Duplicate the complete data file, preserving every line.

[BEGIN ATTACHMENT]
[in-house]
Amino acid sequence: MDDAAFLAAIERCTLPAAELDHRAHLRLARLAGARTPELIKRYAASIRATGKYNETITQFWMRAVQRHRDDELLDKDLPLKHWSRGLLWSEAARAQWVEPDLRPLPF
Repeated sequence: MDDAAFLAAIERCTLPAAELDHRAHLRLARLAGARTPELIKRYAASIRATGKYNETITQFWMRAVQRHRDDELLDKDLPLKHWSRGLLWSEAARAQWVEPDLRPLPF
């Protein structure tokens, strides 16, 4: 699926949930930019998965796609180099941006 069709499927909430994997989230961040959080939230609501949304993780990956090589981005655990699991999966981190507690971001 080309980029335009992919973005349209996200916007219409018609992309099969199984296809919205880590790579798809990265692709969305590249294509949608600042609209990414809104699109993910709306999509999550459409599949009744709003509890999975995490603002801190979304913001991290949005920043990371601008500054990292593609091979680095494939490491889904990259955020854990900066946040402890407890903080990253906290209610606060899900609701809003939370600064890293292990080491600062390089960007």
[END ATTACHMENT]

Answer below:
[in-house]
Amino acid sequence: MDDAAFLAAIERCTLPAAELDHRAHLRLARLAGARTPELIKRYAASIRATGKYNETITQFWMRAVQRHRDDELLDKDLPLKHWSRGLLWSEAARAQWVEPDLRPLPF
Repeated sequence: MDDAAFLAAIERCTLPAAELDHRAHLRLARLAGARTPELIKRYAASIRATGKYNETITQFWMRAVQRHRDDELLDKDLPLKHWSRGLLWSEAARAQWVEPDLRPLPF
């Protein structure tokens, strides 16, 4: 699926949930930019998965796609180099941006 069709499927909430994997989230961040959080939230609501949304993780990956090589981005655990699991999966981190507690971001 080309980029335009992919973005349209996200916007219409018609992309099969199984296809919205880590790579798809990265692709969305590249294509949608600042609209990414809104699109993910709306999509999550459409599949009744709003509890999975995490603002801190979304913001991290949005920043990371601008500054990292593609091979680095494939490491889904990259955020854990900066946040402890407890903080990253906290209610606060899900609701809003939370600064890293292990080491600062390089960007």